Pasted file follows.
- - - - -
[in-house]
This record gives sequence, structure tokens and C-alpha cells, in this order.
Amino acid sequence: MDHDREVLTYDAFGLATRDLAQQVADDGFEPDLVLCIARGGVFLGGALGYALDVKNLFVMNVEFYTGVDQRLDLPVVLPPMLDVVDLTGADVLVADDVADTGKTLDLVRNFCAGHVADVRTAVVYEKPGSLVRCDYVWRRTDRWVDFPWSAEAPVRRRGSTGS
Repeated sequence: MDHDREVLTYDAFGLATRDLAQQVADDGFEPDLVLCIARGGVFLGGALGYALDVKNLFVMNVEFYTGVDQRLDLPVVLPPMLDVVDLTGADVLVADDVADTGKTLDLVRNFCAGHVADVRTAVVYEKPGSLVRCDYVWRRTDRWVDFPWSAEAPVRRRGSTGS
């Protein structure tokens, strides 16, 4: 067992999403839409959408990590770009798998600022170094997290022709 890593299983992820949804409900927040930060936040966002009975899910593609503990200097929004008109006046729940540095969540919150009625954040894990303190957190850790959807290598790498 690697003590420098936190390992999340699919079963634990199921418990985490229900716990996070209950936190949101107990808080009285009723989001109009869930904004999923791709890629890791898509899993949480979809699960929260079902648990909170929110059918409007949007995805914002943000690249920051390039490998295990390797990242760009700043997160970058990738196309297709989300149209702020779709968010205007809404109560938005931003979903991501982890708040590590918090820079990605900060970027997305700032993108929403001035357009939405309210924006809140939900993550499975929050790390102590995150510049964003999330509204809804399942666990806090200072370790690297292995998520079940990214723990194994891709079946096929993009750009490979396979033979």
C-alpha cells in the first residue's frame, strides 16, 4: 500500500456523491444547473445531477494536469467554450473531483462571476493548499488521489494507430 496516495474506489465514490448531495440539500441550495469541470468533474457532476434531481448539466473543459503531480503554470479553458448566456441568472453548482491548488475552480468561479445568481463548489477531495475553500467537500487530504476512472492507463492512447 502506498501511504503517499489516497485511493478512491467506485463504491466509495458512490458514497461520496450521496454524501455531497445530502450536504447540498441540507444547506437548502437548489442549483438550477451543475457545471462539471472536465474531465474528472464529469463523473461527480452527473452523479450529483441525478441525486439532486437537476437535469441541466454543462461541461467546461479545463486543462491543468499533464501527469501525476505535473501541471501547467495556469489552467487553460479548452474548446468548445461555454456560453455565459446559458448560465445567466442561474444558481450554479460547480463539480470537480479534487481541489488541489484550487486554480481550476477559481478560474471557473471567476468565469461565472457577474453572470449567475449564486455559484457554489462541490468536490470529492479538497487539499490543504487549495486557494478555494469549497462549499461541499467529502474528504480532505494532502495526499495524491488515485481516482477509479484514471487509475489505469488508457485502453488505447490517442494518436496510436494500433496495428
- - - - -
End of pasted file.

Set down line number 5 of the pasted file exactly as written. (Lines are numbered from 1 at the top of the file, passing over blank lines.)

């Protein structure tokens, strides 16, 4: 067992999403839409959408990590770009798998600022170094997290022709 890593299983992820949804409900927040930060936040966002009975899910593609503990200097929004008109006046729940540095969540919150009625954040894990303190957190850790959807290598790498 690697003590420098936190390992999340699919079963634990199921418990985490229900716990996070209950936190949101107990808080009285009723989001109009869930904004999923791709890629890791898509899993949480979809699960929260079902648990909170929110059918409007949007995805914002943000690249920051390039490998295990390797990242760009700043997160970058990738196309297709989300149209702020779709968010205007809404109560938005931003979903991501982890708040590590918090820079990605900060970027997305700032993108929403001035357009939405309210924006809140939900993550499975929050790390102590995150510049964003999330509204809804399942666990806090200072370790690297292995998520079940990214723990194994891709079946096929993009750009490979396979033979």